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Old Ficocle and New Cervia foundation

Old Ficocle and New Cervia foundation

The history of Cervia can be traced back centuries. It has always been wrapped in a veil of mystery, considering that the documents and findings connected with it are scarce.

Scholars agree on calling Cervia "the town of three sites", since it has been reconstructed three times in three different historic periods.
At first the town was known as Ficocle, which was probably of Greek origin. There is little clear evidence regarding this period, but we know that it definitely lay near to the coast, presumably half way between present-day Cervia and Ravenna and its closeness to the sea was also confirmed by its name, Ficocle, which in Greek means "place made famous by its famous algae". We also know that it was completely destructed by Esarca Teodoro in 709, guilty of being an ally with Ravenna against Constantinople. After such a disaster the city was reconstructed in a safer place, at the centre of "Prato della Rosa", within the Salt Pans.

It was a strong city which had three entrances connected to the mainland by draw-bridges, a Prior's Palace, as many as seven churches and a fortress, which according to legend was to the order of Barbarossa.

It was during this period that the name was changed from Ficocle to Cervia.

The new town certainly enjoyed a geographical position which made it unconquerable, but at the same time it could not however guarantee its inhabitants of that period ideal environmental and hygienic conditions. In fact, the Salt Pans were nothing but marshland and within just a few years the decisively unhygienic air in the area decimated the population.

In 1630 people began to think of moving Cervia to a more hygienic geographical position. However, this did not take place until 9th November 1697, when Pope Innocenzo XII, who was then the Head of the Papal State, decided to sign the Document which contained the order and the formalities to reconstruct the new town.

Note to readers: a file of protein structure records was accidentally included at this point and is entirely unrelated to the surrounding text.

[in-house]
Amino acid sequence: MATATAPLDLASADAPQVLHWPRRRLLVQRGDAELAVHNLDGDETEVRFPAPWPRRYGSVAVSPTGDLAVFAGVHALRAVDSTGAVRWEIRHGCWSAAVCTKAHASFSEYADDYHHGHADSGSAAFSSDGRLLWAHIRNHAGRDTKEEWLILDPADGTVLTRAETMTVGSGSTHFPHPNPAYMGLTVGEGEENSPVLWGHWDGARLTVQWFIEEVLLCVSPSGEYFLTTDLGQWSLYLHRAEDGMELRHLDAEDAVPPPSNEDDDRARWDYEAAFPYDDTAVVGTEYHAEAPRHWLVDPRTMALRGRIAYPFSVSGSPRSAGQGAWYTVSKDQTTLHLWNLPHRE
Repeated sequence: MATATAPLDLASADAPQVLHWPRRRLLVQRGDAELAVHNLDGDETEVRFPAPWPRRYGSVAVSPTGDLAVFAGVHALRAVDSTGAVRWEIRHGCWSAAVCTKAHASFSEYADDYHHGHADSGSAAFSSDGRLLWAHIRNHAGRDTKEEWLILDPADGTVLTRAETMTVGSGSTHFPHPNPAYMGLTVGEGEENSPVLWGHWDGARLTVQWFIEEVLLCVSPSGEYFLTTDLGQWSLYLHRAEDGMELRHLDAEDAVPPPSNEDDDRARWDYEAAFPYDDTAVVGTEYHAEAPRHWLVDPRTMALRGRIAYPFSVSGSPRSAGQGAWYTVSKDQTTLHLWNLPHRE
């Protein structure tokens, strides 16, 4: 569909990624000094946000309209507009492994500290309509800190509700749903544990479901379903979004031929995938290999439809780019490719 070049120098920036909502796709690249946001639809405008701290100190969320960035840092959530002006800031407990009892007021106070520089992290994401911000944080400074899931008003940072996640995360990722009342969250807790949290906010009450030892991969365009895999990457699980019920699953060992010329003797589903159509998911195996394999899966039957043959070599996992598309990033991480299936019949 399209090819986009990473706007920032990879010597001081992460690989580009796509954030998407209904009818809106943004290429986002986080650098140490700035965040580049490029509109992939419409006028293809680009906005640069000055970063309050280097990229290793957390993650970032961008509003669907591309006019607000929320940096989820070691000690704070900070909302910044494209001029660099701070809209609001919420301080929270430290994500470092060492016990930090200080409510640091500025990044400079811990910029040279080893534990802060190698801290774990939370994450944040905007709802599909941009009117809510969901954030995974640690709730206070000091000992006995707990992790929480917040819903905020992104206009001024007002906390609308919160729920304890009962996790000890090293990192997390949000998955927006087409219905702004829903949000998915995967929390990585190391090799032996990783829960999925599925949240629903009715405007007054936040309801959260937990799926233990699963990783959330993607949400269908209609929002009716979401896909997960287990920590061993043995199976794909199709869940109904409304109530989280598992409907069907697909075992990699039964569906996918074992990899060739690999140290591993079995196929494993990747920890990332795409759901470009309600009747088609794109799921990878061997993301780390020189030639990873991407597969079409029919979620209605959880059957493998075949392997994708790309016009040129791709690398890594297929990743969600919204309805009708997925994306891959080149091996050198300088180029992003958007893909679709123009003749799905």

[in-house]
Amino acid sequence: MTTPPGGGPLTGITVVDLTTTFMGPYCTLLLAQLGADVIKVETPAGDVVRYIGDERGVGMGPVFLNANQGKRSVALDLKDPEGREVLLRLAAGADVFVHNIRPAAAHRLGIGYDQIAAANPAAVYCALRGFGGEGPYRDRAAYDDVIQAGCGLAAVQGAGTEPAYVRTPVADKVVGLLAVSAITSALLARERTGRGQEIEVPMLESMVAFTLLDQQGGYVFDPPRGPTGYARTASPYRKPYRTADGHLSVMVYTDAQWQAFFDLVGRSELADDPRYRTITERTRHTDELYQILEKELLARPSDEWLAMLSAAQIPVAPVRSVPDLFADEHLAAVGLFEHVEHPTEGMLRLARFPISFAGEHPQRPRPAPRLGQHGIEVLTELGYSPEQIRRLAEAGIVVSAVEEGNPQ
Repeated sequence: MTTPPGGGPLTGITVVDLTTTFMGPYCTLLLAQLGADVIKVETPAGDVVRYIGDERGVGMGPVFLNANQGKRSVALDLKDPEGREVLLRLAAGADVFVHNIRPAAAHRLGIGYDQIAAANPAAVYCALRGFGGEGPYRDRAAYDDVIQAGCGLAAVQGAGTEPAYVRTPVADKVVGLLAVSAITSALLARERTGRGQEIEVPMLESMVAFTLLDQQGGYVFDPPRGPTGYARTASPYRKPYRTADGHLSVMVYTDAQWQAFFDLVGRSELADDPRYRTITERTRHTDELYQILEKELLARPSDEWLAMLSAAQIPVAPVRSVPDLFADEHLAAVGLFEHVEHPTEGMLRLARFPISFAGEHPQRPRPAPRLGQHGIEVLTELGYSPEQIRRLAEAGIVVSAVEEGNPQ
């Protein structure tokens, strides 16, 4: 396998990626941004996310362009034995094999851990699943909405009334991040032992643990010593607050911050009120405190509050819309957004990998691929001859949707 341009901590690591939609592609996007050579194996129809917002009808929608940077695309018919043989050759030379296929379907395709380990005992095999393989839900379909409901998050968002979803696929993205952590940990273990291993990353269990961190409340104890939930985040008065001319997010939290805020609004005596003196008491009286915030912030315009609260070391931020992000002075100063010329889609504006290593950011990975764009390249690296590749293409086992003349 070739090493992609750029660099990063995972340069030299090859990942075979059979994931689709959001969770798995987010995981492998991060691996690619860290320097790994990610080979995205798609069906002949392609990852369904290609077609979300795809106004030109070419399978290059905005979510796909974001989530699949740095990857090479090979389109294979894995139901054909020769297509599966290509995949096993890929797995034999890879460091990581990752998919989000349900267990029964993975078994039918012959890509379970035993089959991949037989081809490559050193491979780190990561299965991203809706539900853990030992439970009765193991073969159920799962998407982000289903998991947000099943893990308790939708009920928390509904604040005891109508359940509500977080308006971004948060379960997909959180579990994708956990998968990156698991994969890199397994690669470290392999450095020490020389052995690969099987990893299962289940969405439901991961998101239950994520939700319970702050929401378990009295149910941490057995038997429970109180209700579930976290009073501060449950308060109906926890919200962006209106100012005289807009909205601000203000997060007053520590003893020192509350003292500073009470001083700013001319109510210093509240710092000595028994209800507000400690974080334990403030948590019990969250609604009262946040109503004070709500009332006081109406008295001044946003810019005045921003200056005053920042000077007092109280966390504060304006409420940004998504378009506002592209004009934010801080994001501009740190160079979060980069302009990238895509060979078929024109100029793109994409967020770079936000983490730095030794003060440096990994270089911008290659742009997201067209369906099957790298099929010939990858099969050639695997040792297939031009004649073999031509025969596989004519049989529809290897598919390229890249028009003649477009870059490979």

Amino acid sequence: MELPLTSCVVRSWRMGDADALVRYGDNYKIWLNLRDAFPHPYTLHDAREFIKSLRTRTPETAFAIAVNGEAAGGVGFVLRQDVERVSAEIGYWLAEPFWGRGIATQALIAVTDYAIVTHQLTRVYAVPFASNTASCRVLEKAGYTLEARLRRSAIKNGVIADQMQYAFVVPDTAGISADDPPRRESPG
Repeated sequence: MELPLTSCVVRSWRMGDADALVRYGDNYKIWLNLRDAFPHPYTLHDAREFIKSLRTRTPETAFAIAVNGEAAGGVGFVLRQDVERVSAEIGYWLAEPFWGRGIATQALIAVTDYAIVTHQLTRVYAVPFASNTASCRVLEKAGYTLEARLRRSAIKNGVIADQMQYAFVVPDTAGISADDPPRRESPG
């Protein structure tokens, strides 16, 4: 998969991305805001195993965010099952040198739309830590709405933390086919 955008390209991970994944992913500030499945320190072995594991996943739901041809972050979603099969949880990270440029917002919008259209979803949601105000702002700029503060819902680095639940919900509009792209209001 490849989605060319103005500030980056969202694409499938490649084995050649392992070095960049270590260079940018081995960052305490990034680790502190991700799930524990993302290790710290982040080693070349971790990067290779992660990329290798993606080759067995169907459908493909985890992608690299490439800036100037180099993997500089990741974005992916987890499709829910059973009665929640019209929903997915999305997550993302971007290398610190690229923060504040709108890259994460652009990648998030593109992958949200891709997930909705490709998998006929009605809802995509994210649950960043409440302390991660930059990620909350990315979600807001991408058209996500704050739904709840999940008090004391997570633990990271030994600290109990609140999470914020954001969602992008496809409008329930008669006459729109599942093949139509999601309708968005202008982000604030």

The document indicated the exact number of the houses to be built, the position of the cathedral, of the Bishop's Palace and the prisons for a total cost of 35-40,000 scudi. Ample space was left for the two Salt Storehouses and the defensive San Michele Tower, which had been built since 1691. The storehouses presented themselves as solid buildings, with only a few entrances and particularly spacious inside so that enormous quantities of salt, about 130,000 hundredweight, could be stored there.

Cervia: origin of the name

They say that when the town was completely surrounded by woods and forests, one of the most frequent visitors of this verdant setting was the Bishop of Lodi and one day, while he was taking a walk in the pinewood, a deer, recognising him as a representative of God, bowed before him as a sign of devotion.

Since that very day it seemed natural to call the town Cervia, not only to remember that extraordinary event, but also because there were large numbers of deer in the pinewood.
However, another version says that the name of the town probably comes from the presence of in Cervia of "Acervi", which were enormous piles of salt deposited at the margins of the Salt Pans after the gathering of salt.

Anyhow, the local people are more convinced by the first version, in fact the town's coat of arms represents a golden deer kneeling down on verdant ground

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